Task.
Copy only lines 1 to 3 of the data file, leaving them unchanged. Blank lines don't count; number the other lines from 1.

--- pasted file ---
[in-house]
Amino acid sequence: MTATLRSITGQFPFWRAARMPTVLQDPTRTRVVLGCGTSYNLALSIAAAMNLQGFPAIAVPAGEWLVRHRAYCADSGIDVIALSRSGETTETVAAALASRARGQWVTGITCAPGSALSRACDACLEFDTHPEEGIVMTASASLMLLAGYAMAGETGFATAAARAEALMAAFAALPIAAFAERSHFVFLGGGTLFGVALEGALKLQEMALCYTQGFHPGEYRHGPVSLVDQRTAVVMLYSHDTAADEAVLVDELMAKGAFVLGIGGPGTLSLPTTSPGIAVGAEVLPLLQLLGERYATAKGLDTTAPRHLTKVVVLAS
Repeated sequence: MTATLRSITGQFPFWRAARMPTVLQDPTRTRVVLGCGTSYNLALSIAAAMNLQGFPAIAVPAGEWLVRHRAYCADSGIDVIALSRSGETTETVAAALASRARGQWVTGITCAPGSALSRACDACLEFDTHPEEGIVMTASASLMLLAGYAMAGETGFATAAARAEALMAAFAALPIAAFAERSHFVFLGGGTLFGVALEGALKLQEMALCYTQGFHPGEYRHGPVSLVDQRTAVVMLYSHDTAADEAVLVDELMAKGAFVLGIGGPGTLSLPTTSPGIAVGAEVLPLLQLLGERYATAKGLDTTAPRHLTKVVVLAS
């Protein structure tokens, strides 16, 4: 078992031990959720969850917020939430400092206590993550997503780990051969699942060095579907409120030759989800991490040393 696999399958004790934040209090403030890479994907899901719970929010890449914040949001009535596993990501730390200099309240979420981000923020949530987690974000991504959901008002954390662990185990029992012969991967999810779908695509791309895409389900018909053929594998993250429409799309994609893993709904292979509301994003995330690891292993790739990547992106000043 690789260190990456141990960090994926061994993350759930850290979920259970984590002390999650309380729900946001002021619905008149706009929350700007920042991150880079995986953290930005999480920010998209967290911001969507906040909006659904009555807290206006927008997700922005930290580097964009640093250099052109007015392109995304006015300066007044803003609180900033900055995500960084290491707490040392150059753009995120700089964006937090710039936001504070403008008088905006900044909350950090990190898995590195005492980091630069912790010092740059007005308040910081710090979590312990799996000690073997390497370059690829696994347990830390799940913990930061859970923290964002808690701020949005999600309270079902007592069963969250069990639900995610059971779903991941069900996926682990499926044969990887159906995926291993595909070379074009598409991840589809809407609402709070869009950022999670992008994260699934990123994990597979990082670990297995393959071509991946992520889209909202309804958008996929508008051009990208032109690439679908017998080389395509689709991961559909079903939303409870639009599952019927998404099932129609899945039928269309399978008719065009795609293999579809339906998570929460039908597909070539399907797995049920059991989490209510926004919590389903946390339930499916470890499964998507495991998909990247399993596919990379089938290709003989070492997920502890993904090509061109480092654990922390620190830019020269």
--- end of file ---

[in-house]
Amino acid sequence: MTATLRSITGQFPFWRAARMPTVLQDPTRTRVVLGCGTSYNLALSIAAAMNLQGFPAIAVPAGEWLVRHRAYCADSGIDVIALSRSGETTETVAAALASRARGQWVTGITCAPGSALSRACDACLEFDTHPEEGIVMTASASLMLLAGYAMAGETGFATAAARAEALMAAFAALPIAAFAERSHFVFLGGGTLFGVALEGALKLQEMALCYTQGFHPGEYRHGPVSLVDQRTAVVMLYSHDTAADEAVLVDELMAKGAFVLGIGGPGTLSLPTTSPGIAVGAEVLPLLQLLGERYATAKGLDTTAPRHLTKVVVLAS
Repeated sequence: MTATLRSITGQFPFWRAARMPTVLQDPTRTRVVLGCGTSYNLALSIAAAMNLQGFPAIAVPAGEWLVRHRAYCADSGIDVIALSRSGETTETVAAALASRARGQWVTGITCAPGSALSRACDACLEFDTHPEEGIVMTASASLMLLAGYAMAGETGFATAAARAEALMAAFAALPIAAFAERSHFVFLGGGTLFGVALEGALKLQEMALCYTQGFHPGEYRHGPVSLVDQRTAVVMLYSHDTAADEAVLVDELMAKGAFVLGIGGPGTLSLPTTSPGIAVGAEVLPLLQLLGERYATAKGLDTTAPRHLTKVVVLAS